8 Mar.: `From revolution to "cultural work": the transformation of the Jewish Labour Bund's National Progamme in Tsarist Russia, 1905–14.'


Other events

PROFESSOR MAKOTO ONAKA will lecture at 5 p.m. on Thursday, 3 February, in the Seminar Room, the Nissan Institute.

Subject: `The Baltic States and Japan: a historical perspective.'


A workshop, convened by Professor Richard Clogg, will be held on 22 and 23 march in the European Studies Centre.

Subject: `Bearing gifts to Greeks: humanitarian aid to Greece in the 1940s.'

Further details may be obtained from Ulli Parkinson (telephone: (2)74470, e-mail: european.studies@sant.ox.ac.uk).

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ST EDMUND HALL

Edward Thomas and contemporary poetry

This one-day conference will be held on Saturday, 12 March, in St Edmund Hall. Plenary lectures will be given by Edna Longle and Jem Poster, and poets reading tributes and tributaries include David Constantine, Jane Draycott, John Fuller, Jane Griffiths, Tim Kendall, Michael Longley, Jamie McKendrick, Peter McDonald, Andrew Motion, Bernard O'Donoghue, Jem Poster, and Jon Stallworty.

Enquiries and registration requests should be directed to joan.arthur@english.ox.ac.uk.

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ST JOHN'S COLLEGE

St John's College Research Centre

Psychoanalysis: its place in culture

A one-day workshop on this subject will be held on Saturday, 15 January, 10.30 a.m.–5.30 p.m., in the Seminar Room, St John's College Research Centre (45 St Giles'). This will be an interdisciplinary meeting and speakers will be Michael Brearley on `What do psychoanalysts do?', John Cottingham on `A Triangle of Hostility? Psychoanalysis, Philosophy and Religion', and Ritchie Robertson on `Freud as a Romantic: his place in the history of ideas'.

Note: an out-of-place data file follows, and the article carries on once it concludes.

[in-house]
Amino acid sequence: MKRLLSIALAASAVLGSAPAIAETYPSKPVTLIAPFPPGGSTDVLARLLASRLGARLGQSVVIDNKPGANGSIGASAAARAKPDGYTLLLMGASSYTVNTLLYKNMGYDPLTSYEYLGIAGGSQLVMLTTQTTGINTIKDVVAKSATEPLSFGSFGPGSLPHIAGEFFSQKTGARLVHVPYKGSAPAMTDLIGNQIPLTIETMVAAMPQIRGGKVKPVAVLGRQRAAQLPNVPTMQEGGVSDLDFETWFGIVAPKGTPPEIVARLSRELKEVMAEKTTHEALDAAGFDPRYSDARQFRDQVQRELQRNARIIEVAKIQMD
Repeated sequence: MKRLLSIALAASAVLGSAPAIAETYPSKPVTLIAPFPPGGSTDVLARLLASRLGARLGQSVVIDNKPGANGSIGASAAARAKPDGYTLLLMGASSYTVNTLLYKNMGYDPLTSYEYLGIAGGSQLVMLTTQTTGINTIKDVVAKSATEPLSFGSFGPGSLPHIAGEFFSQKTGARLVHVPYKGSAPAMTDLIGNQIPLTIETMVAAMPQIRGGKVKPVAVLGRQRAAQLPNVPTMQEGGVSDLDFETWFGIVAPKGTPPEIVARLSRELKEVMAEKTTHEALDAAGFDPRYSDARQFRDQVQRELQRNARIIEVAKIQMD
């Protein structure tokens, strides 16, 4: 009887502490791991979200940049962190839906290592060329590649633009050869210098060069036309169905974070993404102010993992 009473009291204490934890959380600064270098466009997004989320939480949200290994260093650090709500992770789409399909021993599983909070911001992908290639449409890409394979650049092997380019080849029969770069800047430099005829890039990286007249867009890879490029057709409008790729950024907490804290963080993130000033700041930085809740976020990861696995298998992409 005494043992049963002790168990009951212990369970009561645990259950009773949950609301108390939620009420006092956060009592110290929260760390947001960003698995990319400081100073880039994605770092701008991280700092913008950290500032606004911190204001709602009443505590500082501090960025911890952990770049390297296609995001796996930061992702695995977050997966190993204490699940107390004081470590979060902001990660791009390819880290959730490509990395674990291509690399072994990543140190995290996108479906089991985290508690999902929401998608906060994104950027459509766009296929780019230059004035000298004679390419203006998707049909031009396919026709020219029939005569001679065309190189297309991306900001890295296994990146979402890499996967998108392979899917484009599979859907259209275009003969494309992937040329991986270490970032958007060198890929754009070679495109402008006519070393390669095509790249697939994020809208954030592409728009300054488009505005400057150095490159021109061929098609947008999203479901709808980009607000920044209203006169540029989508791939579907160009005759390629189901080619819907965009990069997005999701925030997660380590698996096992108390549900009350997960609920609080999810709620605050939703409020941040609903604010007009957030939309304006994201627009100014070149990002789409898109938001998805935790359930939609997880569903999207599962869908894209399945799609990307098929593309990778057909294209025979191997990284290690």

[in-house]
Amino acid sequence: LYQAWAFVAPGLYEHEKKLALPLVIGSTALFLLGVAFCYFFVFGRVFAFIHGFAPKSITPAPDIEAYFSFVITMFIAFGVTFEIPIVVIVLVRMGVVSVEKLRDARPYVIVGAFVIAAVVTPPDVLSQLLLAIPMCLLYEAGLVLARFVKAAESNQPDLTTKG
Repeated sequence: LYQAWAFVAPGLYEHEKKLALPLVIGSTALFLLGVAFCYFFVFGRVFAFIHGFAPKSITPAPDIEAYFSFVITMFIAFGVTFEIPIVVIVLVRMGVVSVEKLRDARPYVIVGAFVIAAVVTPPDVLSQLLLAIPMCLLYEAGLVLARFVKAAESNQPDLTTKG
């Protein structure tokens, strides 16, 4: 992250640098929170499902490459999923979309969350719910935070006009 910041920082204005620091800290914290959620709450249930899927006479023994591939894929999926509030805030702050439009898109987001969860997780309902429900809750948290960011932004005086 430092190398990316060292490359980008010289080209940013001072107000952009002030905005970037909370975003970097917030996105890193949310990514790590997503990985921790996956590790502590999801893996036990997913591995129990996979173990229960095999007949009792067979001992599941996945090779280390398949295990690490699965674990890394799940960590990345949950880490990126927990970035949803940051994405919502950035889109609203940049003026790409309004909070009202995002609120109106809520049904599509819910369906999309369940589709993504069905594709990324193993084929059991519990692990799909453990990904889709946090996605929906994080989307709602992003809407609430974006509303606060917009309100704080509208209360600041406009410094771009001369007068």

During Hilary and Trinity Terms, the Workshop theme will be continued with a Wednesday evening seminar series, `The Academic Face of Psychoanalysis'.

Meetings at the Research Centre are open to all members of the University, but space is limited. Those wishing to attend the Workshop, or to receive a programme for the Workshop or the seminar series, should e-mail: research.centre@sjc.ox.ac.uk.

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TRINITY COLLEGE

Richard Hillary Memorial Lecture

MARK HADDON will deliver the Richard Hillary Memorial Lecture at 5 p.m. on Wednesday, 9 February, in the Gulbenkian Lecture Theatre, the St Cross Building.

Subject: `Blood and scissors.'

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REGENT'S PARK COLLEGE